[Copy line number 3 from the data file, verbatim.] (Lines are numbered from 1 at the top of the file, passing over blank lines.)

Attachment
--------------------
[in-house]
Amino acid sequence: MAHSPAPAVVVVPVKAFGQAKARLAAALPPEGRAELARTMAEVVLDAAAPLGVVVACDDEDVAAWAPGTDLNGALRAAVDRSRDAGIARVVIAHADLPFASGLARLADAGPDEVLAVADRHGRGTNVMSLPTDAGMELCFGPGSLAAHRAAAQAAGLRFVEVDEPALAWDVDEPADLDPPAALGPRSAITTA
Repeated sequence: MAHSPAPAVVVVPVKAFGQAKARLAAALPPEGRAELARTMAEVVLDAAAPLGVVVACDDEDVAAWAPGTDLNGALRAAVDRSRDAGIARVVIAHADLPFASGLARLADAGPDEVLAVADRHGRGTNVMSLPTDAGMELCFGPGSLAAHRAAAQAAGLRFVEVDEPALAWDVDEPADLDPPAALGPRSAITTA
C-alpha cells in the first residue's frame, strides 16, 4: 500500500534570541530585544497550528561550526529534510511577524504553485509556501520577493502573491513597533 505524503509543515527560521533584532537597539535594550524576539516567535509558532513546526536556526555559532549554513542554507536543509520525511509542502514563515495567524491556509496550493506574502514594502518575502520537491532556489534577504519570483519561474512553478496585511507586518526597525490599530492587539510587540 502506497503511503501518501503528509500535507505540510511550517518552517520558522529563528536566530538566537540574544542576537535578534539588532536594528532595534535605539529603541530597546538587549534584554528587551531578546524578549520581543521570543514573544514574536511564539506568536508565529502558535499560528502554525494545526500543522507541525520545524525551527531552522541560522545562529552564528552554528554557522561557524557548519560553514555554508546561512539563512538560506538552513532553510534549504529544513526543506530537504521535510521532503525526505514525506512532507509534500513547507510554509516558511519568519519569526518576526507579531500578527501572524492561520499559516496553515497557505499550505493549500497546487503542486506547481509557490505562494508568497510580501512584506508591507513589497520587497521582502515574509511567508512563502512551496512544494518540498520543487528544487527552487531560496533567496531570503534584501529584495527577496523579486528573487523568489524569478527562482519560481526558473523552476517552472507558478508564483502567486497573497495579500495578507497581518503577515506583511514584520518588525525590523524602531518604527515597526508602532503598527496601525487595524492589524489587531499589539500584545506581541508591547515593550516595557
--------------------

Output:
Repeated sequence: MAHSPAPAVVVVPVKAFGQAKARLAAALPPEGRAELARTMAEVVLDAAAPLGVVVACDDEDVAAWAPGTDLNGALRAAVDRSRDAGIARVVIAHADLPFASGLARLADAGPDEVLAVADRHGRGTNVMSLPTDAGMELCFGPGSLAAHRAAAQAAGLRFVEVDEPALAWDVDEPADLDPPAALGPRSAITTA